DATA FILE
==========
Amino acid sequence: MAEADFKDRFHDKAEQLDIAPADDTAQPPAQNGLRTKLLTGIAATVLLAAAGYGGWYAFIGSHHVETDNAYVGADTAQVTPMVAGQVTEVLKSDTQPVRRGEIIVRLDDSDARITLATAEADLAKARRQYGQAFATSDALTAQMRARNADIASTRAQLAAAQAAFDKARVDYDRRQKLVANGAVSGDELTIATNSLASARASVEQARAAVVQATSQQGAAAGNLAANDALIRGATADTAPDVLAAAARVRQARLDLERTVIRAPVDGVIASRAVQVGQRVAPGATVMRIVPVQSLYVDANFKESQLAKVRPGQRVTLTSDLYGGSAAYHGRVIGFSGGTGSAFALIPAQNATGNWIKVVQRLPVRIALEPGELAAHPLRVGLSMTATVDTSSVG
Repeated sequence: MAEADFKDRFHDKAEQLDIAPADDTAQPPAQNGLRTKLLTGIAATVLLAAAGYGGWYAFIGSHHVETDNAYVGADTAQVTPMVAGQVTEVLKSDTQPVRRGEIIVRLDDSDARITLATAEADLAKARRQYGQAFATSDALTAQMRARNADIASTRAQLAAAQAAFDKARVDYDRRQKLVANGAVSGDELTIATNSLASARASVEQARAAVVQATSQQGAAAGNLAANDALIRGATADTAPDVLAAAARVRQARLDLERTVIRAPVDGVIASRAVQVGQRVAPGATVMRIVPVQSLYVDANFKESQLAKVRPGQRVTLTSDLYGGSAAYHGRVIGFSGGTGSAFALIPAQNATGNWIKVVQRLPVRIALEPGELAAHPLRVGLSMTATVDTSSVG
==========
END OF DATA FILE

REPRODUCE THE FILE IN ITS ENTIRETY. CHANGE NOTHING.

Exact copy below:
Amino acid sequence: MAEADFKDRFHDKAEQLDIAPADDTAQPPAQNGLRTKLLTGIAATVLLAAAGYGGWYAFIGSHHVETDNAYVGADTAQVTPMVAGQVTEVLKSDTQPVRRGEIIVRLDDSDARITLATAEADLAKARRQYGQAFATSDALTAQMRARNADIASTRAQLAAAQAAFDKARVDYDRRQKLVANGAVSGDELTIATNSLASARASVEQARAAVVQATSQQGAAAGNLAANDALIRGATADTAPDVLAAAARVRQARLDLERTVIRAPVDGVIASRAVQVGQRVAPGATVMRIVPVQSLYVDANFKESQLAKVRPGQRVTLTSDLYGGSAAYHGRVIGFSGGTGSAFALIPAQNATGNWIKVVQRLPVRIALEPGELAAHPLRVGLSMTATVDTSSVG
Repeated sequence: MAEADFKDRFHDKAEQLDIAPADDTAQPPAQNGLRTKLLTGIAATVLLAAAGYGGWYAFIGSHHVETDNAYVGADTAQVTPMVAGQVTEVLKSDTQPVRRGEIIVRLDDSDARITLATAEADLAKARRQYGQAFATSDALTAQMRARNADIASTRAQLAAAQAAFDKARVDYDRRQKLVANGAVSGDELTIATNSLASARASVEQARAAVVQATSQQGAAAGNLAANDALIRGATADTAPDVLAAAARVRQARLDLERTVIRAPVDGVIASRAVQVGQRVAPGATVMRIVPVQSLYVDANFKESQLAKVRPGQRVTLTSDLYGGSAAYHGRVIGFSGGTGSAFALIPAQNATGNWIKVVQRLPVRIALEPGELAAHPLRVGLSMTATVDTSSVG